Wednesday, October 6, 2010

Making a list and checking it thrice

Dress: Donna Ricco, thrifted;
Boots: Target;
Bag: H&M;
Tights: HUE;
Scarf: thrifted.
How I've worn the dress before: here.

It feels like I've worn this exact outfit before, but I actually haven't, though almost all the pieces are in heavy rotation in my closet. The scarf has been strictly an autumn accessory -- it has a little pattern of leaves on it. 

Thank you all so much for your encouragement and feedback on my graduate school questions. Some of you brought up points that helped boost my understanding of what to expect. I've made a laundry list of considerations, and I'm meeting with the graduate advisor of one program this afternoon to discuss admissions and coursework -- wish me luck!

signature1 by you.


  1. Adorable! I love the colored tights/boots combo, and the scarf is a perfect touch.

  2. Cute scarf these Fall colors:)

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    Statements in Fashion Blog

  3. The red tights are fabulous in that outfit. I didn't get to comment yesterday, so here are my few thoughts from someone on the other side of things. (Keep in mind I am a professor in the physical sciences, so things are slightly different than in the humanities). Most grad school applications expect you to write some sort of statement. Ask one of your former profs to read that over and give you feedback. Also, use that statement as an opportunity to address any weaknesses in your application. For example, "I know my gpa is low, but notice it has improved over time. I now know how to be a successful student and expect to continue improving my grades." Also talk to your reference letter writers and have a frank conversation with them about what your strengths and weaknesses are. They know you well and want you to succeed or they wouldn't have agreed to write those letters. If you feel comfortable, ask to see the letters before they send them. There tends to be an implicit bias in reference letters for women, even written by other women (there have been studies that show this). For whatever reason people tend to make comments for women that they mean to be helpful but aren't. Such as, "Even though she got married this past year she has stayed committed to her studies." You would rarely see a man's marital status commented on. Contact professors that you are in interested in working with. If they have your name in the back of their mind it might help you rise to the top of the pile. Good luck!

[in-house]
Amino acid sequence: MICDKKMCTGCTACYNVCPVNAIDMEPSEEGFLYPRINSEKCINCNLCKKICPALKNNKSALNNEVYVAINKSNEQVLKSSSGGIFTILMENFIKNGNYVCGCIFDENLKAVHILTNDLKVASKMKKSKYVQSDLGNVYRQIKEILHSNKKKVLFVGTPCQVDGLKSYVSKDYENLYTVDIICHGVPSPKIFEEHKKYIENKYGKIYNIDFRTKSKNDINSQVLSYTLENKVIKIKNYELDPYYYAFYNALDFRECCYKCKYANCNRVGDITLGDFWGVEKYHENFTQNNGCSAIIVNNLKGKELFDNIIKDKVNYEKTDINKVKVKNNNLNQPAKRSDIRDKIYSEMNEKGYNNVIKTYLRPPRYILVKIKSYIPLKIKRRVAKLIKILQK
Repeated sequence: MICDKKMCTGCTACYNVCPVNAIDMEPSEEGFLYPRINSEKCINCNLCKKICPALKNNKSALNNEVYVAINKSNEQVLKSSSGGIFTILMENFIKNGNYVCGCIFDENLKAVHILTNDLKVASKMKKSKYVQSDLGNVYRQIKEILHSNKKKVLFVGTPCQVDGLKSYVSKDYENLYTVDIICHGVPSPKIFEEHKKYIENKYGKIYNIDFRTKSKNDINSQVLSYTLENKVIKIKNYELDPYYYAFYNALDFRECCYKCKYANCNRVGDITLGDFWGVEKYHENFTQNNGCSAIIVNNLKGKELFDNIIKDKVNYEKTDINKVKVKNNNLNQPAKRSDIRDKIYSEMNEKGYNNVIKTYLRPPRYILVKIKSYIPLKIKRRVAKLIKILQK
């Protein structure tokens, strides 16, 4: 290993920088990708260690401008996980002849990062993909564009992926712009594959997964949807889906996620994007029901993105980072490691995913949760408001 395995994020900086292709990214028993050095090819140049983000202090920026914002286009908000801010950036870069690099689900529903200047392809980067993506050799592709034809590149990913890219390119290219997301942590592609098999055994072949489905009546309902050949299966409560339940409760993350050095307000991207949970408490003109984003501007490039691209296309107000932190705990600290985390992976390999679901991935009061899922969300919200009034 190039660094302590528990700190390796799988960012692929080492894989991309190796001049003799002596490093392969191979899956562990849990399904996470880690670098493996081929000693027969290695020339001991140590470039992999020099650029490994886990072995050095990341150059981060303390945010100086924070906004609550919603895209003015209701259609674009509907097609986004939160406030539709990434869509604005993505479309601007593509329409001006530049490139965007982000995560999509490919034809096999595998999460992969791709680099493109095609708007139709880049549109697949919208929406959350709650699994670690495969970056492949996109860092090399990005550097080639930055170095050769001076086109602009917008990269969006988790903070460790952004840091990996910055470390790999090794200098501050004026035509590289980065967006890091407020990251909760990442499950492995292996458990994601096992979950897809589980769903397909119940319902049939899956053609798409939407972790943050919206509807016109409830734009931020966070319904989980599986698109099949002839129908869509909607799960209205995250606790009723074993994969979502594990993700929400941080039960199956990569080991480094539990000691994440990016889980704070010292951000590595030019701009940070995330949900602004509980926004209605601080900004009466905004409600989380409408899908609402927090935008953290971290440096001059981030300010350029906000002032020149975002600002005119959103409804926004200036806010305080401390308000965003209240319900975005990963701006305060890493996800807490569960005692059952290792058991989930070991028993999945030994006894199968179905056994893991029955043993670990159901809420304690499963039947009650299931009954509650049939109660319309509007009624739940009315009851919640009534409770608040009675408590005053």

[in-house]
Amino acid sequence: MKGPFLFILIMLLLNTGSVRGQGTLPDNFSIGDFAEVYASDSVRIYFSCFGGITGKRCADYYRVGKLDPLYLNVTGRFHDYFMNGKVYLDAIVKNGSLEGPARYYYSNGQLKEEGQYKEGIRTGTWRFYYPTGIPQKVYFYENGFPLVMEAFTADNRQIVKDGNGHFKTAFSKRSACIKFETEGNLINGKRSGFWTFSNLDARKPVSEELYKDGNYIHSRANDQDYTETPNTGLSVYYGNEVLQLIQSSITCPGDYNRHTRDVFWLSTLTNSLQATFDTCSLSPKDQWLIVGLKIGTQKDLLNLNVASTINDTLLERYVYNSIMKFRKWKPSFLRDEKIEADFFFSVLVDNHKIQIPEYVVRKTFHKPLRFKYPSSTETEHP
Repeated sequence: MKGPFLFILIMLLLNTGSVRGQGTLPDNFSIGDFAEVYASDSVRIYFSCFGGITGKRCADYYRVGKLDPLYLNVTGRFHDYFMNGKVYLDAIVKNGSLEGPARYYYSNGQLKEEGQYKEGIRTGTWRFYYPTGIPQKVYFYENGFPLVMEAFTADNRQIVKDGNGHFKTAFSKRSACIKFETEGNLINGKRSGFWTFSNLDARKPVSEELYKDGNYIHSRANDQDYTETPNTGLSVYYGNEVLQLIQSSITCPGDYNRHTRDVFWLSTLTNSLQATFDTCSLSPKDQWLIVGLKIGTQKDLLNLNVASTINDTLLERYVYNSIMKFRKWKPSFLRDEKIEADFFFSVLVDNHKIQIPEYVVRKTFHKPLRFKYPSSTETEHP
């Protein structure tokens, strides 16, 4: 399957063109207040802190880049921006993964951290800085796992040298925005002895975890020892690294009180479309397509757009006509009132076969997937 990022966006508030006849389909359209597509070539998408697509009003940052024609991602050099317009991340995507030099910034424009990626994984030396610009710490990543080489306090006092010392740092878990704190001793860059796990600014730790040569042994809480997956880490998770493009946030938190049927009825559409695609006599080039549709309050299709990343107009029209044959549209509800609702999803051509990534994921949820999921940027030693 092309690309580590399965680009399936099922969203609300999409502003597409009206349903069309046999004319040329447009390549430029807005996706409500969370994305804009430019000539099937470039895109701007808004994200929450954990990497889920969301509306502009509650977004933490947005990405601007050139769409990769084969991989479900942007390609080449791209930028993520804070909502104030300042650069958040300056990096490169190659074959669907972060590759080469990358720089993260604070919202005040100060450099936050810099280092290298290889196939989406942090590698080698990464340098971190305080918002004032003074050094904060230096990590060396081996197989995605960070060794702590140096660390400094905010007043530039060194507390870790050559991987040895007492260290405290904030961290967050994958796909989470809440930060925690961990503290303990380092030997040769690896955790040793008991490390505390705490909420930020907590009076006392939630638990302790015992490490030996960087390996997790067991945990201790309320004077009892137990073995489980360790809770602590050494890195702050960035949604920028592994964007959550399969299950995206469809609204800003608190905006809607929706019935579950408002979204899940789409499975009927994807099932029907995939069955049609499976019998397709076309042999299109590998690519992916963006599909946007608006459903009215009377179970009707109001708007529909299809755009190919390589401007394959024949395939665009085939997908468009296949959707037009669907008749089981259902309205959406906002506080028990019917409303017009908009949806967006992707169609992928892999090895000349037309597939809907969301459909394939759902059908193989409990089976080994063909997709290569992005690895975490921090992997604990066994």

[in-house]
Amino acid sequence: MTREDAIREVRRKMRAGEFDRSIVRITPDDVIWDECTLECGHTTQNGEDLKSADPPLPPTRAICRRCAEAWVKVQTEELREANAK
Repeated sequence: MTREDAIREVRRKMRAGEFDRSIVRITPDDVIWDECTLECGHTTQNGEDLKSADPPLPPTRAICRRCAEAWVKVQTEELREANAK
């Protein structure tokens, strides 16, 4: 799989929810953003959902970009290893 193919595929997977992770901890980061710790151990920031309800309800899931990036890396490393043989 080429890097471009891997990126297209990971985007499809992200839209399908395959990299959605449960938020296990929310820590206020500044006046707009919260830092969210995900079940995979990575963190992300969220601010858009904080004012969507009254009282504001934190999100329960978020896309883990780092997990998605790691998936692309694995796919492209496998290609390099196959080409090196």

4. Beautiful outfit! I love the scarf and how everything ties in with the color in the tights. LOVE.

    Best of luck with grad school stuff! That's exciting!

  5. This is such a great outfit, perfect for fall!

    Good luck with your meeting :)

  6. I am so in love with this outfit! I love everything about it. The scarf is too cute :)

  7. On grad school real quick, I agree with someones else's comment on the previous post. Make sure that what you want to study is really what you want to do. I have a MA in sociology and it wasn't until my last semester that I realized that I really don't want to work in that field. Luckily, I got married and had a baby right after I finished, so I haven't had to deal with that problem yet. Sometimes I feel like a big fraud, I have 3 degrees and I still don't know what I want to do "when I grow up".

  8. I cannot tell you how much I LOVE those red tights!!! I want some now!!!

    Good luck with grad school!!

  9. Are those turtles on the scarf?!!! Too cute for words!

  10. love love love the red tights with this! so cute and fallish

  11. AMAZING outfit! And that scarf is just too cute for words. :-)

  12. Ah! I LOVE the red tights with this outfit, and ditto what everyone else said about that fanTAStic scarf!

  13. Loving the tights! Colored tights are so cute this time of year!

  14. I can't wait until it's cool enough around here for tights! I need to restock. And I have those same boots, and I'm itching to bring them into rotation. This outfit is the perfect autumnal inspiration :)

  15. I love the red tights and brown boots with this!

    I second a lot of what Dr. Da had to say about using your written statement to address potential issues with other elements of your application. I also think you need to be willing to change it for each school/program significantly in order to appeal to a future advisor. Many programs won't accept an applicant unless someone wants to take them on as a grad student advisee.


I'd love to hear your thoughts!

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